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Four issues facing advisers after FCA’s asset management study

Following a scathing FCA report on the asset management industry, Mike Barrett, consulting director at the lang cat, explains how advisers can incorporate the regulator’s latest advice into their work, while preparing for future rule changes.

The recent FCA Asset Management Market Study Interim Report sent shockwaves around the industry. Hardly anyone escaped without criticism, with some of the harshest words reserved for active fund groups, ratings agencies and investment consultants.

While not directly in the line of fire, financial advisers still have much to ponder. There is the hint of further regulatory work to come, aimed at how advisers use platforms and select investment solutions but, in the meantime, while the FCA is clearly taking a very close look at the asset management sector, nothing has actually changed regarding a financial advisers’ responsibilities for suitability.

So, what are the existing requirements, and how can advisers carry on meeting these requirements whilst also considering the contents of the Asset Management Study?

The recent FCA Asset Management Market Study Interim Report sent shockwaves around the industry. Hardly anyone escaped without criticism, with some of the harshest words reserved for active fund groups, ratings agencies and investment consultants.

While not directly in the line of fire, financial advisers still have much to ponder. There is the hint of further regulatory work to come, aimed at how advisers use platforms and select investment solutions but, in the meantime, while the FCA is clearly taking a very close look at the asset management sector, nothing has actually changed regarding a financial advisers’ responsibilities for suitability.

So, what are the existing requirements, and how can advisers carry on meeting these requirements whilst also considering the contents of the Asset Management Study?

Calculation of the cost to a client

The central theme of the study was the costs paid by investors, and whether these were of value. Advisers are already required to assess this whenever making a personal recommendation. COBS 6.1A.16g states that, ‘In order to meet its responsibilities under the client’s best interests rule…a firm should consider whether the personal recommendation is likely to be of value to the retail client when the total charges the retail client is likely to be required to pay are taken into account’.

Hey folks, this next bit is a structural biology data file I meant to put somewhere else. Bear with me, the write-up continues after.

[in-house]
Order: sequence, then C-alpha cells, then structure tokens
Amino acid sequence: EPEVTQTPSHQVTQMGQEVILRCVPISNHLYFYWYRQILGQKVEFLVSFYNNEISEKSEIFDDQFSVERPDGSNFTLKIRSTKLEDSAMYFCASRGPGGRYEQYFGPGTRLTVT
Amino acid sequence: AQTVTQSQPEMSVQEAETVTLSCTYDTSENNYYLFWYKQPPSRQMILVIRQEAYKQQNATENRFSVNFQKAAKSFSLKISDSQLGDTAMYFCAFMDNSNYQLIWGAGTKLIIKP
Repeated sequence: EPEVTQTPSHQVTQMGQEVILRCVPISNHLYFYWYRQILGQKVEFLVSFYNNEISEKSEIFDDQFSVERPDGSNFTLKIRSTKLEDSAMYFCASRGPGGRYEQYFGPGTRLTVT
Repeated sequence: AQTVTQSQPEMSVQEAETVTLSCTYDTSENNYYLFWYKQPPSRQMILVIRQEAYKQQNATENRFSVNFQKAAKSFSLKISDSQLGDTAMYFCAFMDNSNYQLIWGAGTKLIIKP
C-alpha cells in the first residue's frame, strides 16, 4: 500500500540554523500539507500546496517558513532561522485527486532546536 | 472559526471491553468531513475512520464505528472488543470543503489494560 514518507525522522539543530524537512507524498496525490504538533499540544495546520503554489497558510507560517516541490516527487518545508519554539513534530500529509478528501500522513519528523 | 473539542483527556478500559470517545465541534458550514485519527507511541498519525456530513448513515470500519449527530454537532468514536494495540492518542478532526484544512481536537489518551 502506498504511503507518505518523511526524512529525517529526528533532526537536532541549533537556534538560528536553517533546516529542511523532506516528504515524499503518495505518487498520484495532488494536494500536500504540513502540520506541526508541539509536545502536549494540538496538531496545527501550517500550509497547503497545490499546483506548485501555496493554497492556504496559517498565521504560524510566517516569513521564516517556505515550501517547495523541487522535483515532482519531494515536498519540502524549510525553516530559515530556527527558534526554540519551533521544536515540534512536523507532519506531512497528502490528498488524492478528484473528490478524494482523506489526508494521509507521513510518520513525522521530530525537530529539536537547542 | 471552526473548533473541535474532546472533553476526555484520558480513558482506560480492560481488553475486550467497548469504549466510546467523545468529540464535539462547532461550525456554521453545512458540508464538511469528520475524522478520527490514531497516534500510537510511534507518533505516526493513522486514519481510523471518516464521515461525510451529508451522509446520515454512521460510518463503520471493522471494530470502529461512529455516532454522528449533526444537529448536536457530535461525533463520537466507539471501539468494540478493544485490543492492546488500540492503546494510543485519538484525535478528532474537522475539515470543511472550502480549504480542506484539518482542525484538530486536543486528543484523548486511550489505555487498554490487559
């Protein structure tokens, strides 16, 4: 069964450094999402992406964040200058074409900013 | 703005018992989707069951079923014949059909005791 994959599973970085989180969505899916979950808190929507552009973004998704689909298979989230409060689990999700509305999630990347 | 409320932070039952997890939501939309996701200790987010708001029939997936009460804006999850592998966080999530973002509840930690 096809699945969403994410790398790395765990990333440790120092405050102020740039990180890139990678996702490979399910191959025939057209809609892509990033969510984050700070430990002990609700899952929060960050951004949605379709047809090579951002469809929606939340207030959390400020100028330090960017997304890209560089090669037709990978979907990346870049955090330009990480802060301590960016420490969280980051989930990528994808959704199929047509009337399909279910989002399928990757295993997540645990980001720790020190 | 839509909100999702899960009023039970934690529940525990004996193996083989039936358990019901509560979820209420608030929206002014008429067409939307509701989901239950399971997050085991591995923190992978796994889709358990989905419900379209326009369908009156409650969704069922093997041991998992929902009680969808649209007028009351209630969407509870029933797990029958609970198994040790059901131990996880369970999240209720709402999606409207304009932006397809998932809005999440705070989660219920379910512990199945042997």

Exactly what level of costs are reasonable, and ‘of value’ is not specified, so it is up to the adviser to decide. A good practice could be to file check anything above, say, 200bps, and reject anything above 250bps. Whatever figures you use, it is important to focus on the total cost of ownership, factoring in all charges incurred, so you ensure the transaction does not become self-defeating.

Selection and due diligence

Of course, suitability isn't just about costs. Something that is unsuitable but cheap is still unsuitable so, when making a personal recommendation, advisers need to look beyond costs and assess the features and benefits of the product in question.

Earlier in 2016, the FCA published its latest thematic review on this subject, looking at how advisers should conduct research and due diligence on products and services. Key requirements here are to avoid status quo bias, and to ensure the firm has a ‘culture of challenge’, enabling them to review and challenge decisions made regarding platform selection.

Suitability and use of tools

If advisers are using a risk profiling tool then they also need to take steps to ensure they understand the scope and limitations of the tools being used, and mitigate against any limitations in the wider advice process. For example, if your risk profiling tool is designed to assess risk tolerance, then you also need to be looking at risk capacity, risk required and so on, as part of the wider factfind.

The FCA guidance on this subject has been in place since 2011, and is clear. Tools support advice, they do not replace it, and advisers are still responsible for the recommendations made.

Replacement business

Finally, with the new focus on costs and how investment propositions are constructed, it is worth referring back to the current guidance on this topic. The guidance on replacement business and centralised investment propositions is arguably the most important paper for advisers to re-read in light of the recent asset management study.

All the current rules regarding cost comparisons, constructing and selecting investment solutions, and ensuring these solutions meet the needs and objectives of clients, are contained within this document.

Conclusions

The recent Asset Management Market Study Interim report is a hugely important paper for the industry generally, and we would urge advisers to read and consider the points raised.

As it stands, there has been no change to existing regulation but, with the direction of travel becoming ever clearer, it gives advisers the framework to continue to make suitable recommendations today, while future proofing their advice proposition against any new regulations that might emerge.

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